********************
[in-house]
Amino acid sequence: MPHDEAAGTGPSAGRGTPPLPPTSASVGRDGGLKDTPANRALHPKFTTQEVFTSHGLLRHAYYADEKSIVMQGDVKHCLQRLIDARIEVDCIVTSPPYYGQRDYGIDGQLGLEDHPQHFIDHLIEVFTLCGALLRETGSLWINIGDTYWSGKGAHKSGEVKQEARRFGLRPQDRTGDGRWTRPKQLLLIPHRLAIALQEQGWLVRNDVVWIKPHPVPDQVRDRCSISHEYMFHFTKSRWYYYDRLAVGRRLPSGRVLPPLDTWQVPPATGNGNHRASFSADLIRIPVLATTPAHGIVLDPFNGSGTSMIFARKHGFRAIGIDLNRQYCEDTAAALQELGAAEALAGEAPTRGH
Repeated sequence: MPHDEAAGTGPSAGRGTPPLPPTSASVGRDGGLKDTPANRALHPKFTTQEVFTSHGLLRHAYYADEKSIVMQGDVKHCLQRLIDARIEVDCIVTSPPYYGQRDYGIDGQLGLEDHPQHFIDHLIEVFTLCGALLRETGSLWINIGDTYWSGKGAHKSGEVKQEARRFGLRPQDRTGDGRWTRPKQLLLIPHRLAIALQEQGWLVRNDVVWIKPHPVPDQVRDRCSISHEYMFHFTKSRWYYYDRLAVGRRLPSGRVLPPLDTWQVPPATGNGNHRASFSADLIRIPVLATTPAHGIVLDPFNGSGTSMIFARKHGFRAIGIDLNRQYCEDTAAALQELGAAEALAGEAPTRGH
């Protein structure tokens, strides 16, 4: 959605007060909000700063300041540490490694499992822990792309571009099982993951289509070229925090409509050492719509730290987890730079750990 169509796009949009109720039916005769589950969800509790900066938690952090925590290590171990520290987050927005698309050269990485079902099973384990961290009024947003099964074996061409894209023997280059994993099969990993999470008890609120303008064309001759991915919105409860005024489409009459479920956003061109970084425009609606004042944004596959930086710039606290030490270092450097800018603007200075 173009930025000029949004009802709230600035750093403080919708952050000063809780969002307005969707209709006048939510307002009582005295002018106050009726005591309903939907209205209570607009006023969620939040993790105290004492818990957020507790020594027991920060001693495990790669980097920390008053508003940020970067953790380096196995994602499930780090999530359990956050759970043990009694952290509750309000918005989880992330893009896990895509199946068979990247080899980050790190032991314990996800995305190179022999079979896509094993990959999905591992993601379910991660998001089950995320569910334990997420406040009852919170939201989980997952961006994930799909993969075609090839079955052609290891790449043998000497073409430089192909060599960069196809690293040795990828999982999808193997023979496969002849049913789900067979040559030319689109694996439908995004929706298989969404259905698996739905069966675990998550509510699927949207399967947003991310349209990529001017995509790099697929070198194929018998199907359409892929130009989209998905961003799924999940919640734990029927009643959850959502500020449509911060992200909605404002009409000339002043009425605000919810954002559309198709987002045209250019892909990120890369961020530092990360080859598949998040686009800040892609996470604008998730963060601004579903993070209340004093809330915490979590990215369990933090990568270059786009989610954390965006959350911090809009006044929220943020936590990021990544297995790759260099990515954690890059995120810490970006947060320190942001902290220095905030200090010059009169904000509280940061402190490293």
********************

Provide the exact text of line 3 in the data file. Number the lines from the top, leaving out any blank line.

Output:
Repeated sequence: MPHDEAAGTGPSAGRGTPPLPPTSASVGRDGGLKDTPANRALHPKFTTQEVFTSHGLLRHAYYADEKSIVMQGDVKHCLQRLIDARIEVDCIVTSPPYYGQRDYGIDGQLGLEDHPQHFIDHLIEVFTLCGALLRETGSLWINIGDTYWSGKGAHKSGEVKQEARRFGLRPQDRTGDGRWTRPKQLLLIPHRLAIALQEQGWLVRNDVVWIKPHPVPDQVRDRCSISHEYMFHFTKSRWYYYDRLAVGRRLPSGRVLPPLDTWQVPPATGNGNHRASFSADLIRIPVLATTPAHGIVLDPFNGSGTSMIFARKHGFRAIGIDLNRQYCEDTAAALQELGAAEALAGEAPTRGH